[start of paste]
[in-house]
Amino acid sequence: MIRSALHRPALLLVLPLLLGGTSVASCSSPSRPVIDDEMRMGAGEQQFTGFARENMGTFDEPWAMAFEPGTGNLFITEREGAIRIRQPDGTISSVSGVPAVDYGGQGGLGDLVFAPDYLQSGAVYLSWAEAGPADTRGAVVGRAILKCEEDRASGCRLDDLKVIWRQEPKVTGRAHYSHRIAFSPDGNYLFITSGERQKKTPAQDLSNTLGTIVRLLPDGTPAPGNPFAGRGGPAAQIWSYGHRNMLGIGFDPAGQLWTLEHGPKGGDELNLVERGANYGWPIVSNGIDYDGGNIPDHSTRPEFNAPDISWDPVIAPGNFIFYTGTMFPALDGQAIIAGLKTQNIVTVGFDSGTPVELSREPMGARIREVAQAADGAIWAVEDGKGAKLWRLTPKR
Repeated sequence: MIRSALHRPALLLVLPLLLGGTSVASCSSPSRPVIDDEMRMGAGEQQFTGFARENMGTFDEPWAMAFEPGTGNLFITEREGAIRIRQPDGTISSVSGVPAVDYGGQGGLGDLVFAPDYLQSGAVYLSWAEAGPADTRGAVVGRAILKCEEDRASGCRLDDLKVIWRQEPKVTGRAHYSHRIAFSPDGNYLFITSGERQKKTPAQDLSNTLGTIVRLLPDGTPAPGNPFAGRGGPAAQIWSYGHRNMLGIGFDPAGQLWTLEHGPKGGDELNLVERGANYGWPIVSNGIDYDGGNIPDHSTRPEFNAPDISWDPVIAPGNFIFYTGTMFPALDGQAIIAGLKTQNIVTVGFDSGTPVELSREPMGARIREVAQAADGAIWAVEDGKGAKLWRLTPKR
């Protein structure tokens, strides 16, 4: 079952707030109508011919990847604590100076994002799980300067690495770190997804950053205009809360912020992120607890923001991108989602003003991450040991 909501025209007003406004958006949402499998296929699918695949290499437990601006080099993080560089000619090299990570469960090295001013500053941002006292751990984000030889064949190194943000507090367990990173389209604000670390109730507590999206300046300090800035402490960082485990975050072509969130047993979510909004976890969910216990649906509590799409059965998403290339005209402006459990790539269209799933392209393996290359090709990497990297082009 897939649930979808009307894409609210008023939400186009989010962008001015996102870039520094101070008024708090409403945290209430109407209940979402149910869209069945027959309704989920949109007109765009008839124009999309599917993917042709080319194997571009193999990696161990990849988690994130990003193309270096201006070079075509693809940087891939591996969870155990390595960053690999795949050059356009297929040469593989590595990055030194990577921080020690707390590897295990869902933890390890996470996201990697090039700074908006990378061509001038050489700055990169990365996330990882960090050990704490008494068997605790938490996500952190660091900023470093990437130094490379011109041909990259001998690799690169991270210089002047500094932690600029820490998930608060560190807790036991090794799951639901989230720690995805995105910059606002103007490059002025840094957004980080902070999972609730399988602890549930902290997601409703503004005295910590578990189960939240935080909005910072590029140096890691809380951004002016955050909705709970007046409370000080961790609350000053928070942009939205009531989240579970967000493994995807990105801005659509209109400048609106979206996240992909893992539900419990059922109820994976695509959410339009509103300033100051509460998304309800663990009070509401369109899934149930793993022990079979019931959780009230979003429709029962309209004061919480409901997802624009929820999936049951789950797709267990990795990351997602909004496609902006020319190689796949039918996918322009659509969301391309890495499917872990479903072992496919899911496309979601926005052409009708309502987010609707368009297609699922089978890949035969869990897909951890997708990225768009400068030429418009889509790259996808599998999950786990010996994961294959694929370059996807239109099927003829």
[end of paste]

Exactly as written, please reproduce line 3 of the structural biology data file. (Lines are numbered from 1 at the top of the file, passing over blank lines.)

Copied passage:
Repeated sequence: MIRSALHRPALLLVLPLLLGGTSVASCSSPSRPVIDDEMRMGAGEQQFTGFARENMGTFDEPWAMAFEPGTGNLFITEREGAIRIRQPDGTISSVSGVPAVDYGGQGGLGDLVFAPDYLQSGAVYLSWAEAGPADTRGAVVGRAILKCEEDRASGCRLDDLKVIWRQEPKVTGRAHYSHRIAFSPDGNYLFITSGERQKKTPAQDLSNTLGTIVRLLPDGTPAPGNPFAGRGGPAAQIWSYGHRNMLGIGFDPAGQLWTLEHGPKGGDELNLVERGANYGWPIVSNGIDYDGGNIPDHSTRPEFNAPDISWDPVIAPGNFIFYTGTMFPALDGQAIIAGLKTQNIVTVGFDSGTPVELSREPMGARIREVAQAADGAIWAVEDGKGAKLWRLTPKR